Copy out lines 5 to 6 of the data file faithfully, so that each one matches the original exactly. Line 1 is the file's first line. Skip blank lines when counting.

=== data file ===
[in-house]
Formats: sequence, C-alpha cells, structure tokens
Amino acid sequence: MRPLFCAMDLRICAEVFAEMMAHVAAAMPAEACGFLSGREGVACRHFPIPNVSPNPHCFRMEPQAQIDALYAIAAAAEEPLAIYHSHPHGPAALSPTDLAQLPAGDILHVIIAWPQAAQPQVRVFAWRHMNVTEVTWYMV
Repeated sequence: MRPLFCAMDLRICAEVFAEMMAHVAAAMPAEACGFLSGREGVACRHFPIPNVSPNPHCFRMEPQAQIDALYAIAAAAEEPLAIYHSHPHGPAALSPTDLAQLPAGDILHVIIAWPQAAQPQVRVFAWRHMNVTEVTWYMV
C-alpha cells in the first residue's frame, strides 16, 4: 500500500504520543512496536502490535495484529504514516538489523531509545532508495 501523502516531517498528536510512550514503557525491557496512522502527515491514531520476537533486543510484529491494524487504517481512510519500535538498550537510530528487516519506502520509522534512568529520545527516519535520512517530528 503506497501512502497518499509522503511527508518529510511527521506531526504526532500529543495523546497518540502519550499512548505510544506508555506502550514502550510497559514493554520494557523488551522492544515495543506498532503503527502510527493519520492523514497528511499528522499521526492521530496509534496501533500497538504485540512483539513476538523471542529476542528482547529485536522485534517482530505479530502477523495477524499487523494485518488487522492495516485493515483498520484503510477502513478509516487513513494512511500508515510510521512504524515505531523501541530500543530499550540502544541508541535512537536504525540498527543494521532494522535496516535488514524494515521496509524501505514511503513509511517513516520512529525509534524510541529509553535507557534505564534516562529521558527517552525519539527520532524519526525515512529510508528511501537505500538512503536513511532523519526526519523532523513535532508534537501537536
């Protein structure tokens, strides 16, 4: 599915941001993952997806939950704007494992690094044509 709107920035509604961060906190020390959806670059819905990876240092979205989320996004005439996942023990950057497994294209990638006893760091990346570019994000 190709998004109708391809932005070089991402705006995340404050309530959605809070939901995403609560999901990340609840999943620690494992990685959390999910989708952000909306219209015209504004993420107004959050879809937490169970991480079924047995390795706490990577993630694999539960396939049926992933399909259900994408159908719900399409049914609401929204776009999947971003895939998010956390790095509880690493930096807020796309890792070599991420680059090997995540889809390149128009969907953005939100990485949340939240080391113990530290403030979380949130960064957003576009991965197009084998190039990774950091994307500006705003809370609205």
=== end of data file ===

C-alpha cells in the first residue's frame, strides 16, 4: 500500500504520543512496536502490535495484529504514516538489523531509545532508495 501523502516531517498528536510512550514503557525491557496512522502527515491514531520476537533486543510484529491494524487504517481512510519500535538498550537510530528487516519506502520509522534512568529520545527516519535520512517530528 503506497501512502497518499509522503511527508518529510511527521506531526504526532500529543495523546497518540502519550499512548505510544506508555506502550514502550510497559514493554520494557523488551522492544515495543506498532503503527502510527493519520492523514497528511499528522499521526492521530496509534496501533500497538504485540512483539513476538523471542529476542528482547529485536522485534517482530505479530502477523495477524499487523494485518488487522492495516485493515483498520484503510477502513478509516487513513494512511500508515510510521512504524515505531523501541530500543530499550540502544541508541535512537536504525540498527543494521532494522535496516535488514524494515521496509524501505514511503513509511517513516520512529525509534524510541529509553535507557534505564534516562529521558527517552525519539527520532524519526525515512529510508528511501537505500538512503536513511532523519526526519523532523513535532508534537501537536
């Protein structure tokens, strides 16, 4: 599915941001993952997806939950704007494992690094044509 709107920035509604961060906190020390959806670059819905990876240092979205989320996004005439996942023990950057497994294209990638006893760091990346570019994000 190709998004109708391809932005070089991402705006995340404050309530959605809070939901995403609560999901990340609840999943620690494992990685959390999910989708952000909306219209015209504004993420107004959050879809937490169970991480079924047995390795706490990577993630694999539960396939049926992933399909259900994408159908719900399409049914609401929204776009999947971003895939998010956390790095509880690493930096807020796309890792070599991420680059090997995540889809390149128009969907953005939100990485949340939240080391113990530290403030979380949130960064957003576009991965197009084998190039990774950091994307500006705003809370609205």